Just returned from my blogging break, extended due to unforeseen circumstances. I learned many things from my experience in religious media,and discovered that people are not appreciably nicer in their online communications when they are involved in religious kinds of discussions (so I’m an optimist!). Anyway, we haven’t seen a litigation report in a while, so here goes…check out the R-5 salvage/hazard tree ruling.
1. Affirmative Litigation│ Region 3
District Court Finds in Favor of Forest Service in Affirmative Challenge to a 2001 Statute Enacted by the State of New Mexico and a 2011 Resolution enacted by the Otero County Board of County Commissioners in USA v. Board of County Commissioners of the County of Otero and the State of New Mexico. On September 30, 2015, the United States District Court for the District of New Mexico found in favor of the United States of America in a challenge to a 2001 statute enacted by the State of New Mexico and a 2011 resolution enacted pursuant to the statute by the Otero County Board of County Commissioners. The statute in question, Section 4-36-11, authorizes counties in New Mexico to “take such actions as are necessary to clear and thin undergrowth and to remove or log fire-damaged trees
within the area of the disaster.” The United States government alleged that Statute 4-36-11 is in conflict with and interferes with federal law, that Section 4-36-11 violates the Supremacy Clause of the United States Constitution, that Section 4-36-11 is therefore preempted by federal law and is unconstitutional, and that the Otero County Resolution violates the Supremacy Clause and is, therefore, preempted by federal law and is unconstitutional. The court found that the Property Clause of the United States Constitution grants Congress plenary power (and the Tenth Amendment therefore does not reserve for New Mexico any sovereign police power) over federal lands, that the New Mexico statute and Otero County Resolution Conflict with federal law, that the statutory language of the New Mexico statute and its intent prevent the court from interpreting the statute in a manner consistent with federal law, and that the statute and resolution therefore violate the Supremacy Clause of the United States Constitution, are preempted by federal law, and are invalid. (12-00120, D. N.M.)
2. Salvage│ Region 5
District Court Finds in Favor of Forest Service on Plaintiffs’ Motion for Preliminary Injunction in
Challenge to the Bald Fire Salvage Restoration Project on the Lassen National Forest in Center for
Biological Diversity et al. v. Hays. On October 8, 2015, the United States District Court for the Eastern
District of California denied plaintiffs, Center for Biological Diversity et al.’s motion for preliminary
injunction of the Bald Fire Salvage Restoration Project on the Lassen National Forest. The court found that plaintiffs were not likely to succeed on the merits (cumulative effects analysis is adequate, an EIS is not required, effects of the project are not highly uncertain or unique, and both beneficial and adverse impacts of the Project are considered), that the Project would not cause irreparable harm, that the balance of equities does not weigh in favor of granting injunctive relief due to the safety risk posed by hazard trees, and that a preliminary injunction is not in the public interest (salvage of timber will provide jobs in the community, increase safety for employees and the recreating public, and serve management goals as directed by Congress). (15-1627, E.D. Cal.)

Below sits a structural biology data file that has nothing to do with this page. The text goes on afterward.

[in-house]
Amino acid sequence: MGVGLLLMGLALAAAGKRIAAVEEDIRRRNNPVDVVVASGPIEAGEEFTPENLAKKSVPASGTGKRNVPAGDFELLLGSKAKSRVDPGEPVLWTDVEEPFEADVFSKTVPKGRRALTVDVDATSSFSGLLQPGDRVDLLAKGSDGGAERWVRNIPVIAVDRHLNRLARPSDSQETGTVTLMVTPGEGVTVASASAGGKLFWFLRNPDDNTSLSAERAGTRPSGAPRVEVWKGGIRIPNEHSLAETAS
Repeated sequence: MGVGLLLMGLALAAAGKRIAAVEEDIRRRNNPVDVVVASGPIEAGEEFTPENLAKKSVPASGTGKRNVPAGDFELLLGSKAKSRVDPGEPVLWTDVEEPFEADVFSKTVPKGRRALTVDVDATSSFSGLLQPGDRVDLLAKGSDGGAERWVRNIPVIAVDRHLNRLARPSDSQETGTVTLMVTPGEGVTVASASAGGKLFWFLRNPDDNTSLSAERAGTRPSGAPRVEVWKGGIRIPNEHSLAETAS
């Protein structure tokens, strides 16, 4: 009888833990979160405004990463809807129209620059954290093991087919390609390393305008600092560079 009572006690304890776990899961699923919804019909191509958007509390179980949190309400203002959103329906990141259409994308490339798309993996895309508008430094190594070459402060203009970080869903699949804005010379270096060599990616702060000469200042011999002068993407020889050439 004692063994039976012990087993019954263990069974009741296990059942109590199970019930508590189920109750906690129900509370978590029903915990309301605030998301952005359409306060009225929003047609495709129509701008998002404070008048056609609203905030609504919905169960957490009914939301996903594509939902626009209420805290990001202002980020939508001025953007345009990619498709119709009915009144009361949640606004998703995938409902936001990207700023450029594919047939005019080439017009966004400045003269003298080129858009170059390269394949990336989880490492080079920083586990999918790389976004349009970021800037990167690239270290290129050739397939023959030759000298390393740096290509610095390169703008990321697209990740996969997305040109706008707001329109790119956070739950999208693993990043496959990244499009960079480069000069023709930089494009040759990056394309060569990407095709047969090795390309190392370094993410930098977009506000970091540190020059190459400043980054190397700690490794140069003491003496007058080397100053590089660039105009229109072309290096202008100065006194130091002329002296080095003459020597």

1. None to Report.
1. Minerals │ Region 2
Plaintiff Challenges Operation of Keystone Mine Water Treatment Plant in High Country Conservation Advocates v. U.S. Forest Service. On October 5, 2015, plaintiff, High Country Conservation Advocates, filed suit in the United States District Court for the District of Colorado alleging that the actions/inactions of the Forest Service in allowing the continued operation of an active mine water treatment plant, water management facilities, and mine waste dumps associated with the Keystone Mine on U.S. Forest Service lands without an approved Plan of Operation, the required financial assurance or bond, and without any review of the environmental impacts associated with these operations constitute violations of the Forest Service Organic Act of 1897, NEPA, the 1970 Mineral Policy Act, the APA, and implementing regulations (36 CFR 228).
In October of 2012, following a protracted dispute between the Forest Service and Keystone Mine Owner, U.S. Energy regarding whether U.S. Energy was required to submit a Plan of Operation for occupancy of Forest Service lands associated with operation of the water treatment plant, the Forest Service issued an Administrative Appeal Decision rejecting U.S. Energy’s contention that the 1979 Plan of Operation for construction of the plant was sufficient, but that ultimately found that the appeal was moot and that no approved Plan of Operation authorizing operation of the plant or requirement for a bond or financial warranty was necessary because U.S. Energy had, two weeks earlier, submitted a proposed “preliminary Plan of Operation” for mining-related activities that would rely on the water treatment plant. Plaintiff alleges that the proposed Plan of Operations does not contain the information required by 36 CFR 228 to adequately cover the operation of the treatment plant and the surface water management facilities associated with the plant, including the required bond amount (D. Colo.)